In his text, “Galen on the Usefulness of the Parts of the Body,” Galen writes:

“In fact, just as the mole has imperfect eyes, though certainly not so imperfect as they are in those animals that do not have any trace of them at all, so too the woman is less perfect than the man in respect of the generative parts…”

He continues:

“… though making the animal itself that was being formed less perfect than one that is complete in all respects, provided no small advantage for the race; for there needs to be a female. Indeed, you ought not to think that our creator would purposefully make half the whole race imperfect and, as it were, mutilated, unless there were some great advantage in it.”

To Galen, one of the most influential figures in medical history, the mutilated female body constituted a necessary imperfection, required for human reproduction. The perception of the male form as the pinnacle of creation meant that the female form wasn’t simply different, it was inherently inferior. They were worse off non-men — not even dignified enough to grow beards!

From the vantage point of the 21st century, the theories of Galen and Aristotle may seem outdated, silly, or irrelevant, but when we have magazines labeling female anatomy as that of a “non-prostate owner,” I see a modern reincarnation of the sexist logic that classified women as a sub-standard variety of men for centuries.

With the voices and experiences of transgender people gaining greater prominence in society, more and more organizations are deferring to language that erases women in an attempt to be inclusive. Last year, Planned Parenthood used the word “menstruators” in a tweet about sanitary products. And in a Facebook post, the Green Party literally called anyone who wasn’t a man a “non-man,” allowing men to be the standard that all other groups of people are judged from.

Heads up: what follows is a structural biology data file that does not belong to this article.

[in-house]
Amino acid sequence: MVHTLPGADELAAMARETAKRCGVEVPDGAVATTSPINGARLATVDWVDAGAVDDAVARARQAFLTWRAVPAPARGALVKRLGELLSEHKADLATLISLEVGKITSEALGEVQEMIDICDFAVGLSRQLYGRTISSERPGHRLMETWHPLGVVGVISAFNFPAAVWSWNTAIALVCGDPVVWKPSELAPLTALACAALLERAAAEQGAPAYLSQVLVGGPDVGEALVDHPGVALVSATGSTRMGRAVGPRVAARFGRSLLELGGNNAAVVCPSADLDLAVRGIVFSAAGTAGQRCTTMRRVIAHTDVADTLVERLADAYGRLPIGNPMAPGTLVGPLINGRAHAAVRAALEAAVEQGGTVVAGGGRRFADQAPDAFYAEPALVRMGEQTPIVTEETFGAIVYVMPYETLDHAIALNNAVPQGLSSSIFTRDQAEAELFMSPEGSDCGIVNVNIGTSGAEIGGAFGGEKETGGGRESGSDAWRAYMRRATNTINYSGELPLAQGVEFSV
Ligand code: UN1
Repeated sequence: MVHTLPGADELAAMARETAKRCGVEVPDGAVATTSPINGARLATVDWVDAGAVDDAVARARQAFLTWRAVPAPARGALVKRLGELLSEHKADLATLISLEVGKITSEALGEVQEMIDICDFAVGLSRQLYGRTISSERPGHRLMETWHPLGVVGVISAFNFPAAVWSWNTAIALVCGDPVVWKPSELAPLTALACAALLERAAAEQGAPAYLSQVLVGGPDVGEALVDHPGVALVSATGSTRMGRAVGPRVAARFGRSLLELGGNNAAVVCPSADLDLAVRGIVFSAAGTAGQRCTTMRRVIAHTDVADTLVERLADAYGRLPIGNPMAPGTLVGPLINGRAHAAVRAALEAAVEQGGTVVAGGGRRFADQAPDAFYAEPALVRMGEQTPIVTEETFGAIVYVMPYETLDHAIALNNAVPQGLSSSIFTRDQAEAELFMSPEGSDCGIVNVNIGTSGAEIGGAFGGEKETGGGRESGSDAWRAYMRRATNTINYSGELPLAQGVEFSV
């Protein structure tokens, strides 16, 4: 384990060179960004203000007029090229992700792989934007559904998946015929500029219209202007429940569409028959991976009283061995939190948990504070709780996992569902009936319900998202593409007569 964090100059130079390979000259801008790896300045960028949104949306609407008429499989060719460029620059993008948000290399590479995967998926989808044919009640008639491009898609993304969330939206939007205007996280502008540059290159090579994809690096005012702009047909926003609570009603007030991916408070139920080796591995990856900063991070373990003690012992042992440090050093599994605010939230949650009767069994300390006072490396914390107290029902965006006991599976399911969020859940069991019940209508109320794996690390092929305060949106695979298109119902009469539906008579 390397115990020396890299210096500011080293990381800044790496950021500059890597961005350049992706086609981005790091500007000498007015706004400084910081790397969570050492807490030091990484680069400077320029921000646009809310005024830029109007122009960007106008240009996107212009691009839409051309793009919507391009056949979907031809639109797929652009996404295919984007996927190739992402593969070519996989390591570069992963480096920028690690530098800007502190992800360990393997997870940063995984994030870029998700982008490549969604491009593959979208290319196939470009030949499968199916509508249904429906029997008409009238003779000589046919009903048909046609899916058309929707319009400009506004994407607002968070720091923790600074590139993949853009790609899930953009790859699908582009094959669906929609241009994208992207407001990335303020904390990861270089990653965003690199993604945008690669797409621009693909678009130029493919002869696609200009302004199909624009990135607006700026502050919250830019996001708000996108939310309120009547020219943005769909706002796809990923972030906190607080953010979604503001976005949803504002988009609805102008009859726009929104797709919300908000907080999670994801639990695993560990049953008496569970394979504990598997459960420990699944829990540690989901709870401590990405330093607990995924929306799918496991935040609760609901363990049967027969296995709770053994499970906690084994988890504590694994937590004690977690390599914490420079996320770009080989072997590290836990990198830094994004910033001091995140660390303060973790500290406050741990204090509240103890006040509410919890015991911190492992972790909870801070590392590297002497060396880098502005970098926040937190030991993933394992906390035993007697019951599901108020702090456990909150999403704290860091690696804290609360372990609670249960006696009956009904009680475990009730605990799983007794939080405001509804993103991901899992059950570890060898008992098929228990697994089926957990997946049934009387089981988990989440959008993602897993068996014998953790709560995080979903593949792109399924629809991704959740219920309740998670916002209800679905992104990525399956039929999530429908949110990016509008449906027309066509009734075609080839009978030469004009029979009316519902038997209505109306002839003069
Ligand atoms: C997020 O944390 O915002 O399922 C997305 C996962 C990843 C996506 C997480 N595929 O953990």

That sounds more like sexism à la Ancient Greece than inclusiveness to me.

I think that most organizations mean well when they choose terms meant to encompass all types of people and bodies. A more inclusive way to do that would be to ditch the broader terms and instead get specific: If the term “woman” seems too limiting when discussing anatomy, refer to trans-identified men and women as well. Dividing the world into men and “non-men” dehumanizes and insults women, who are fighting a history wherein they have long been viewed as substandard “non-men” rather than people in their own right.

Monica Kortsha is a science writer, and an editor at the zine Vector. She earned her bachelor’s in biology and her bachelor’s in journalism from The University of Texas at Austin.Follow her on Twitter @m_kortsha.

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  • Amy